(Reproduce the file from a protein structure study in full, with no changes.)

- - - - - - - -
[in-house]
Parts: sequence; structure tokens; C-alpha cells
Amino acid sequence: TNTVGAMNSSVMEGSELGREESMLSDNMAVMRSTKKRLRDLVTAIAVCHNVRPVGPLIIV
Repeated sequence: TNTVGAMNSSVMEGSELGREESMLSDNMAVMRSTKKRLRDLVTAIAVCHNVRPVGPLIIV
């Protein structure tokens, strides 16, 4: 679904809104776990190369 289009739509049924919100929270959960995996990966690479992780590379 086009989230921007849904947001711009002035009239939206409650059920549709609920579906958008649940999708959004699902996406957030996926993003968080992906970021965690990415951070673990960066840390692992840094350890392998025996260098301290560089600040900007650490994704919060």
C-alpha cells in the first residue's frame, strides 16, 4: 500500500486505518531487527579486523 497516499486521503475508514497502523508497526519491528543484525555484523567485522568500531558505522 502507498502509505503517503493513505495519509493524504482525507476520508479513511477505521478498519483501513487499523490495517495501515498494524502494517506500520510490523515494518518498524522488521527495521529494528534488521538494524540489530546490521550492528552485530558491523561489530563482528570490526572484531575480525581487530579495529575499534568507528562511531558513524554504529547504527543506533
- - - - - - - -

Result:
[in-house]
Parts: sequence; structure tokens; C-alpha cells
Amino acid sequence: TNTVGAMNSSVMEGSELGREESMLSDNMAVMRSTKKRLRDLVTAIAVCHNVRPVGPLIIV
Repeated sequence: TNTVGAMNSSVMEGSELGREESMLSDNMAVMRSTKKRLRDLVTAIAVCHNVRPVGPLIIV
């Protein structure tokens, strides 16, 4: 679904809104776990190369 289009739509049924919100929270959960995996990966690479992780590379 086009989230921007849904947001711009002035009239939206409650059920549709609920579906958008649940999708959004699902996406957030996926993003968080992906970021965690990415951070673990960066840390692992840094350890392998025996260098301290560089600040900007650490994704919060």
C-alpha cells in the first residue's frame, strides 16, 4: 500500500486505518531487527579486523 497516499486521503475508514497502523508497526519491528543484525555484523567485522568500531558505522 502507498502509505503517503493513505495519509493524504482525507476520508479513511477505521478498519483501513487499523490495517495501515498494524502494517506500520510490523515494518518498524522488521527495521529494528534488521538494524540489530546490521550492528552485530558491523561489530563482528570490526572484531575480525581487530579495529575499534568507528562511531558513524554504529547504527543506533